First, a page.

Canadian financial speaker and author Talbot Stevens has written a new book called, The Smart Debt Coach, which hit the shelves this week. In it he explains a key concept that gets overlooked by most investors: when you’re saving for retirement, you should never put dry pasta in your RRSP.
Related: 5 common RRSP myths
Come again? Here’s how Mr. Stevens explains the pasta analogy in the book:
“Have you ever noticed that when you cook pasta, it expands to be much larger than it was when it was dry? As it soaks up water, it can become twice as big after it’s cooked. And if you let it dry out, it returns to its original size.
Dollars you earn are a lot like pasta. You’re paid with dollars that haven’t been taxed yet. Before-tax dollars are like larger, wet, cooked pasta. But after federal and provincial income taxes suck all the water out, you’re left with after-tax dollars – smaller, dry pasta.
If you don’t put the equivalent, before-tax amount in your RRSP, you end up unknowingly investing less than you start with, less than you intended, and less than you need to.
One of the behavioural risks of RRSPs is that by spending the refund, you end up converting after-tax dollars to less valuable before-tax dollars, probably without realizing it.”
Five RRSP refund strategies to consider
Strategy one: Spend the refund – When you make a $3,000 RRSP contribution, assuming a 40 percent tax bracket, you’ll generate a $1,200 tax refund. Most of us spend the refund – some of us even plan out how we’ll spend the refund before we do our taxes.
“The common approach, of spending the RRSP-generated refund, is obviously the least effective, yet it is the most widely used of all the refund strategies,” said Mr. Stevens.
Related: What to do with your tax refund?
Back to the pasta analogy, let’s say you start out with $3,000 of after-tax money to invest – smaller, dry pasta. If you contribute it to an RRSP and spend the $1,200 refund, you end up investing only $1,800 after tax. That’s your net, after-refund contribution to your retirement.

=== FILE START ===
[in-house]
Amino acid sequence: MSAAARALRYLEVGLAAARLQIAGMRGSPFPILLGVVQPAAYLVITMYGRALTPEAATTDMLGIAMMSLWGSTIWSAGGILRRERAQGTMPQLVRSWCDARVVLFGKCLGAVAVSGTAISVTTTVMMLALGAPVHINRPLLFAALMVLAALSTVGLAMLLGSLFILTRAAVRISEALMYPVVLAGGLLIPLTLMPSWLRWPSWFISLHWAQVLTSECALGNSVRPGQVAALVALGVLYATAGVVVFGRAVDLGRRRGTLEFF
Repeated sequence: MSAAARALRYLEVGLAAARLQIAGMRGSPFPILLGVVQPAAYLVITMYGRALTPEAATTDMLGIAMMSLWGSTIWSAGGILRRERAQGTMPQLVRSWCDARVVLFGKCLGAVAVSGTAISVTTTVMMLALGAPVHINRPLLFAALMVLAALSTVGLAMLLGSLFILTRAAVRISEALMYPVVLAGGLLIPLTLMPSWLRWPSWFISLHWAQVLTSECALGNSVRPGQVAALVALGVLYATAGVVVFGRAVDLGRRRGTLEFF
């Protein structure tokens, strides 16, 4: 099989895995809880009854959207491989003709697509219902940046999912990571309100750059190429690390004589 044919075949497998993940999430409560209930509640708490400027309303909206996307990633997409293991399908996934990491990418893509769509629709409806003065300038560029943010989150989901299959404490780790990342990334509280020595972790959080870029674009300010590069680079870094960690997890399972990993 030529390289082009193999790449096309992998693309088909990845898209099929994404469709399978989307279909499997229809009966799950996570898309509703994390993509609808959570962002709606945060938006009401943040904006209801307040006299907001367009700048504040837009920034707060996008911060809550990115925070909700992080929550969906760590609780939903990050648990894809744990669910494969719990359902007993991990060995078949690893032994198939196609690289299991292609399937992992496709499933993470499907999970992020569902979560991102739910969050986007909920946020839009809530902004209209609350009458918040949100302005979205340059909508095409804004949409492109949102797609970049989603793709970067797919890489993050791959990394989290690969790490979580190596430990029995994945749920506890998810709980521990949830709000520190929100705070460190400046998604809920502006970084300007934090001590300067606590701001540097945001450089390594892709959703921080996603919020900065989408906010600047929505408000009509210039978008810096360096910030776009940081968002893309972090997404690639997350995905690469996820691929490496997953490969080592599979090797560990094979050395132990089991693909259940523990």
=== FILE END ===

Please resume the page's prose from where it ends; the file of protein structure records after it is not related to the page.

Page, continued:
Strategy two: Reinvest the refund – A more disciplined and committed saver might choose to reinvest their tax refund. When you add the $1,200 refund to your $3,000 contribution, you’ve increased your RRSP deposit to $4,200 – a 40 percent improvement.
Mr. Stevens says that while this approach is better than spending the refund, reinvesting it still does not give you the initial, after-tax amount that you started with. In other words, $3,000 after tax equates to $5,000 before tax.
“It means putting partially cooked pasta in your RRSP,” he said.
That brings us to the RRSP gross-up strategy.
Strategy three: “Gross up” the refund – The Gross-up strategy converts the after-tax amount available to invest into the equivalent, before-tax amount in your RRSP.
The easiest way to achieve this result is to use a temporary gross-up loan, where you borrow an amount equal to the refund that will be produced by the RRSP contribution.
In this case, you’d need to borrow $2,000 to gross up your $3,000 after-tax dollars to the equivalent $5,000 amount in your RRSP.
Related: Check out the RRSP gross-up calculator on Talbot Stevens’ website.
You’ll get a $2,000 tax refund, which is enough to completely pay off the loan. The gross-up loan allows you to turn your $3,000 to invest into a $5,000 RRSP contribution, which means you end up with 67 percent more saved in your RRSP.
This is what Mr. Stevens meant when he said you should only ever put fully cooked pasta into your RRSP.
Strategy four: Top-up loan – With this approach you use a small, short-term loan to “top up” an annual RRSP contribution. Say your RRSP contribution room was $4,000 and you only had $1,000 available to invest: you could borrow the extra $3,000.
Unlike with the gross-up strategy, where you use the refund to immediately pay off the loan, your $2,000 tax refund could pay off most, but not all, of the loan.
“Top-up loans are typically paid off in less than a year,” said Mr. Stevens.
Strategy five: Catch-up loan – With this approach you use a larger “catch-up” loan that could take anywhere from five to 15 years to repay. Borrowing a larger amount may allow you to catch up on unused RRSP contribution room – at least, temporarily.
“Since most clients don’t maximize their RRSP every year, some have accumulated more than $30,000 of RRSP room that may never be used,” said Mr. Stevens.
I spoke with Talbot Stevens earlier this week and asked him about my RRSP loan strategy, which he said falls into strategy number four. He agreed that one of the main benefits to this approach was the forced discipline of having to repay the loan.
He said the biggest challenge we face is behavioral – we spend all or most of our refund – and so we don’t take full advantage of our RRSP contributions.
Reinvesting or grossing up your tax refund is a simple way to increase your retirement funds.